The so-called "public option" component of health care reform died today when the Senate Finance Committee's Health Care Subdivision (essentially the entire committee) rejected an attempt to include it in legislation the panel is considering. Other bills circulating at the Capitol still have "public option," but Sen. Max Baucus removed it from his bill under pressure from Republicans, who considered it Socialist. The number of Democrats refusing to support the idea pretty much sinks it.
The vote was 15-to-8, with Democrats Baucus, Sen. Tom Carper, Sen. Kent Conrad, Sen. Blanche Lincoln, and Sen. Bill Nelson joining all of the committee's Republicans with "no" votes.
Most of the Democrats voting against the bill, were among the biggest Democratic recipients of health care cash in campaign fundraising. Coincidence? Who can say? The campaign finance system is such that one can only speculate what role it plays when legislation is considered that affects the campaign contributors. So you have to decide.
Here's the breakdown by committee members. The numbers in parentheses represents its rank for that senator in the grouping of contributions by industry. Keep in mind, these numbers are the amount raised through the end of June, well before the health care issue dominated the national dialogue.
John D. Rockefeller, West Virginia (Chairman) - $255,950 from health professionals (2nd),
Jeff Bingaman, New Mexico - $210,563 from health professionals (3rd) and $92,000 from pharmaceutical industry (7th).
Sen. Kent Conrad, North Dakota - $239,533 from health professionals (3rd), $233,625 from the insurance industry (4th).
John Kerry, Massachusetts - $91,036 from insurance industry (7th). $64,948 from health professionals (13th)
Blanche Lincoln, Arkansas - $298,700 from health professionals (2nd), $153,304 from pharmaceutical industry (5th) and $131,850 from insurance industry (8th).
Ron Wyden, Oregon - $173,475 from health professionals (1st), $83,299 from insurance industry (7th).
Charles Schumer, New York - $155,300 from insurance industry (5th) , $108,650 from health professionals (9th).
Debbie Stabenow, Michigan - $338,455 from health professionals (4th). Second-biggest contributor was Blue Cross Blue Shield ($59,700)
Robert Menendez, New Jersey - $256,950 from health professionals (7th)
Thomas Carper, Delaware - $238,680 from insurance industry (2nd), $139,520 from pharmaceutical industry (7th).
Sen. Charles Grassley, Iowa - $241,856 from health professionals (1st), $201,148 from insurance industry (2nd), $152,650 from pharmaceutical industry (3rd), $139,137 from hospitals and nursing homes (4th). Blue Cross Blue Shield ($26,750) is second-largest contributor. Select Medical Group is third-largest contributor ($23,000).
Orrin G. Hatch, Utah. Ranking member - $481,081 from insurance industry (1st), $242,550 from health professionals. Blue Cross Blue Shield is second-largest contributor ($45,603)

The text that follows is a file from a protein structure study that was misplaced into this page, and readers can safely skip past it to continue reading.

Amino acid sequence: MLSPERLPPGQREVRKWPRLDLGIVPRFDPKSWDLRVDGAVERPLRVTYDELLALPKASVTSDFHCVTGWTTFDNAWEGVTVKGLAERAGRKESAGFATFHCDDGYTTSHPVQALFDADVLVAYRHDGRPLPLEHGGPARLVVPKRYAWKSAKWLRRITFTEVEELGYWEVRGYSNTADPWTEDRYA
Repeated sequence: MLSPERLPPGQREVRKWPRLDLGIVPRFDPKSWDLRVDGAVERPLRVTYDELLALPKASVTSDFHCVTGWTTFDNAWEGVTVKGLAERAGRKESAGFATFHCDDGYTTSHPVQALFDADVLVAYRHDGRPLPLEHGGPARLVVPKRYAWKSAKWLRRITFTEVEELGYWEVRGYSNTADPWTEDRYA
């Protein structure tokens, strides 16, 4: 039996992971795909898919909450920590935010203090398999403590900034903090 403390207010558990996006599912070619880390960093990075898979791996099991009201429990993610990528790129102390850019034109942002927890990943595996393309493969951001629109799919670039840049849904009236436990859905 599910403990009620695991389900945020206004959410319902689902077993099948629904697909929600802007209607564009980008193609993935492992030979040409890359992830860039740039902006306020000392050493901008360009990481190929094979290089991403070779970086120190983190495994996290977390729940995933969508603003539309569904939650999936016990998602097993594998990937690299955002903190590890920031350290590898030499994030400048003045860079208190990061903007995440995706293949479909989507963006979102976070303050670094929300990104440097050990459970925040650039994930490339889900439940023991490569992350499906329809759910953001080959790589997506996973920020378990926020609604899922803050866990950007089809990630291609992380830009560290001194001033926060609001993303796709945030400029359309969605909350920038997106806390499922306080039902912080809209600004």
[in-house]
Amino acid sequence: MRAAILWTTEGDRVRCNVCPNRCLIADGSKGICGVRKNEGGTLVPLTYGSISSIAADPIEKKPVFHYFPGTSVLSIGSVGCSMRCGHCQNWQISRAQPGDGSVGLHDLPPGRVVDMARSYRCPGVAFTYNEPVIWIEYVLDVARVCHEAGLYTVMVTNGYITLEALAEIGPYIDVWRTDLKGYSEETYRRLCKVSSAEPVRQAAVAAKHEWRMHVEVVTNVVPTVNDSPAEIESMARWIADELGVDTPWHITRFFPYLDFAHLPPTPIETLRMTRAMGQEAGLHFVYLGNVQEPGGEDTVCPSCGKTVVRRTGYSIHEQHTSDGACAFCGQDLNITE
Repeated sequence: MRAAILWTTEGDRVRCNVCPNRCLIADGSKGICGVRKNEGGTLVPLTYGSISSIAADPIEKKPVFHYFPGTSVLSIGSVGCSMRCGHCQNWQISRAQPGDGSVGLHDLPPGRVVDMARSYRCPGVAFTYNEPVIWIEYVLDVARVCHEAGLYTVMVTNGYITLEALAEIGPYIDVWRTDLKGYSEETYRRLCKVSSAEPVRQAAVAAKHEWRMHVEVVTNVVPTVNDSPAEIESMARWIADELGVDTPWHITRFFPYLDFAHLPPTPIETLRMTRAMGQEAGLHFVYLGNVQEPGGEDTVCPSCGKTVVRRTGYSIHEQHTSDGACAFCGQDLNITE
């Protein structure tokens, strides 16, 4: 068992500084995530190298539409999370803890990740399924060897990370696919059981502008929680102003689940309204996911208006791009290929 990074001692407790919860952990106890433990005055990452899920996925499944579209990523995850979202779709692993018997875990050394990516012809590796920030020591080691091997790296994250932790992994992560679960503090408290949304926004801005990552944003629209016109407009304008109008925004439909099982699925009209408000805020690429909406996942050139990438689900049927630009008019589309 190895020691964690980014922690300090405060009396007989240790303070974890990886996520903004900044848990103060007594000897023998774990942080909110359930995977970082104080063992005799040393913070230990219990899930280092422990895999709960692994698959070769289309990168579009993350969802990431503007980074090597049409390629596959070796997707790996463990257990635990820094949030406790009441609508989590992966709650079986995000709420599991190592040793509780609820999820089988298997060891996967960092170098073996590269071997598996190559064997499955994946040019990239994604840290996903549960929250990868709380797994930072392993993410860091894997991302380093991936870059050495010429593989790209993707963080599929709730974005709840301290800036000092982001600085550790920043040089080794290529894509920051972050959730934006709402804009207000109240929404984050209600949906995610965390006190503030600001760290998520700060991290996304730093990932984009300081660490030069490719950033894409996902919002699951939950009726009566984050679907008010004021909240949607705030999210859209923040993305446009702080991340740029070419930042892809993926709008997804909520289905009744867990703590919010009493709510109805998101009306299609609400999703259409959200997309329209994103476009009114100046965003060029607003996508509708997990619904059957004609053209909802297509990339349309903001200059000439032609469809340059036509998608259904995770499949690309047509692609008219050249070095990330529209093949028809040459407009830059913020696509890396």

Olympia Snowe, Maine - $174,074 from health professionals (2nd), $163,585 from insurance industry (3rd). Aetna Inc., is second-biggest contributor.
John Ensign, Nevada - $269,325 from health professionals (3rd), $211,462 from insurance industry (7th).
Michael Enzi, Wyoming - $218,700 from pharmaceutical industry (1st), $144,049 from health professionals (2nd), $124,250 from insurance industry (4th). Blue Cross Blue Shield is fifth-largest contributor ($15,000).
John Cornyn, Texas - $759,113 from health professionals (4th), $350,294 from insurance industry (9th).
John Kyl, Arizona - $649,383 from health professionals (4th).
Jim Bunning, Kentucky - $86,433 from insurance industry (1st), $63,650 from health care (3rd). Kindred Healthcare is fourth-largest contributor ( $12,100).
Pat Roberts, Kansas - $178,299 from pharmaceutical industry (9th).
Our "government" makes me want to throw up in my mouth.
Excellent reporting, although this information just made my head explode.
I have never before been so disappointed in my elected officials. Despite a majority of the people saying that we want this - they vote no. I hope they remember that we can vote no too and their number is coming up.
This is so infuriating. It's really hard to find the words. I'm with angeltimes3, so disappointed.
I'm afraid I may join the ranks of the uninsured
next year. My premiums, deductible, and out of
pocket maximum for this year will be just over 40%
of my gross income. The rates for $3,000
deductible (I have $2,000 deductible now) when
I turn 55 next year will cost about $30 less per
month than what I pay now, and my present
deductible will cost about $100 a month more.
I have preexisting conditions that keep me out
of the lower risk pool, so I end up in the higher
cost high risk pool.
This is so disappointing! This can't be the end of it though, can it? We need to let our voices be heard too and more expressively. I, personally, refuse to give up. I going to walk from Minnesota to D.C. starting Friday to support 'Meaningful' Health Care Reform. You can follow the walk at this website http://clockworkdistractions.com/twomillionsteps/ where i will update my location daily or follow on twitter http://twitter.com/DavidArcaine. My hope is to gather enough exposure to get people talking, catch media buzz, and ultimately help pressure our representatives into doing the right thing. My goal is for the public to pose the question “why are you not willing to take one step forward, when others are willing to take two million?” My site is just getting off the ground, but check it out in a couple days when i hit the road. Thanks for the support!
A couple of issues that come to mind: the need for campaign reform which is directly related to our corporatocracy. If no one can get elected without crazy amounts of money, we are bound to end up with representatives who predominantly want to pad their campaign financing, If we allow the rich and corporate interests to buy politicians, it is a vicious cycle. We are stuck w/ a gov't for and by the rich.